Investors fled stocks on Monday in the first session since Standard & Poor's cut the AAA credit rating of the United States, adding to worry about the economic outlook and Washington's ability to meet the challenges.
The losses on Monday followed Wall Street's worst week in more than two years on concerns about flagging economic growth and fears of a financial meltdown in the euro zone.
Market sectors most sensitive to the economy, such as banking and commodities, were among the hardest hit, with the S&P materials index .GSPM dropping 3.7 percent and the KBW Bank index .BKX slumping 4.7 percent.
Among individual stocks, United States Steel Corp (X.N) slumped 8.1 percent to $30.50, while Bank of America Corp (BAC.N) dropped 15.4 percent to $6.91.
"It's about the underlying fundamentals and issues that are embodied in the downgrade itself. The market is really focusing on long-term sustainable growth issues and that is why you have the market taking it on the chin," said Jonathan Golub, chief U.S. equity strategist at UBS in New York.
The Dow Jones industrial average .DJI dropped 271.06 points, or 2.37 percent, to 11,173.55. The Standard & Poor's 500 Index .SPX slid 36.21 points, or 3.02 percent, to 1,163.17. The Nasdaq Composite Index .IXIC lost 79.59 points, or 3.14 percent, to 2,452.82.
S&P cut the U.S. long-term credit rating by a notch to AA-plus late Friday on concerns about debt levels in the world's largest economy. The downgrade could eventually raise borrowing costs for the U.S. government, companies, as well as consumers. For details, see [ID:nLDE77500Z]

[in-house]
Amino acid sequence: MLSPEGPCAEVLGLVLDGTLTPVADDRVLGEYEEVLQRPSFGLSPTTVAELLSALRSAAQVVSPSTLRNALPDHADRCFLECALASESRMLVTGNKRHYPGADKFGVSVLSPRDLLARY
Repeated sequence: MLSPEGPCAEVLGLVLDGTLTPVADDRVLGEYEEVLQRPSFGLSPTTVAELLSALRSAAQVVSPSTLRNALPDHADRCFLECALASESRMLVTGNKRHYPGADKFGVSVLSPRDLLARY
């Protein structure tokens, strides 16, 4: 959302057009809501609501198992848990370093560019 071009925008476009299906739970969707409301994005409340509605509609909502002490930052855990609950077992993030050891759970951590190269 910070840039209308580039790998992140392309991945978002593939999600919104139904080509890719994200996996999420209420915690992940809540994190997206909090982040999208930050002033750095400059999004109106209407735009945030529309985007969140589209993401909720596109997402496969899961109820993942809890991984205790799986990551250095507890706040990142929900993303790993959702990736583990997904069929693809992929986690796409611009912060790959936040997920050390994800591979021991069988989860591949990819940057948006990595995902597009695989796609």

Even the European Central Bank's dramatic intervention in bond markets, which pushed down yields on Spanish and Italian bonds, was not enough to stem selling. [ID:nLDE7770NM]
But some analysts noted the mass selling has made some stocks attractive at lower prices.
"It's baby out with the bathwater, the world is coming to an end -- and I'm seeing stocks with tremendous yields now," said Stephen Massocca, managing director at Wedbush Morgan in San Francisco.
The CBOE Volatility Index .VIX, Wall Street's "fear gauge," jumped 18.6 percent and topped 40 for the first time since May 2010.
Declining stocks outnumbered advancing issues on the New York Stock Exchange by more than 25 to 1, while on the Nasdaq, decliners beat advancers nearly 8 to 1.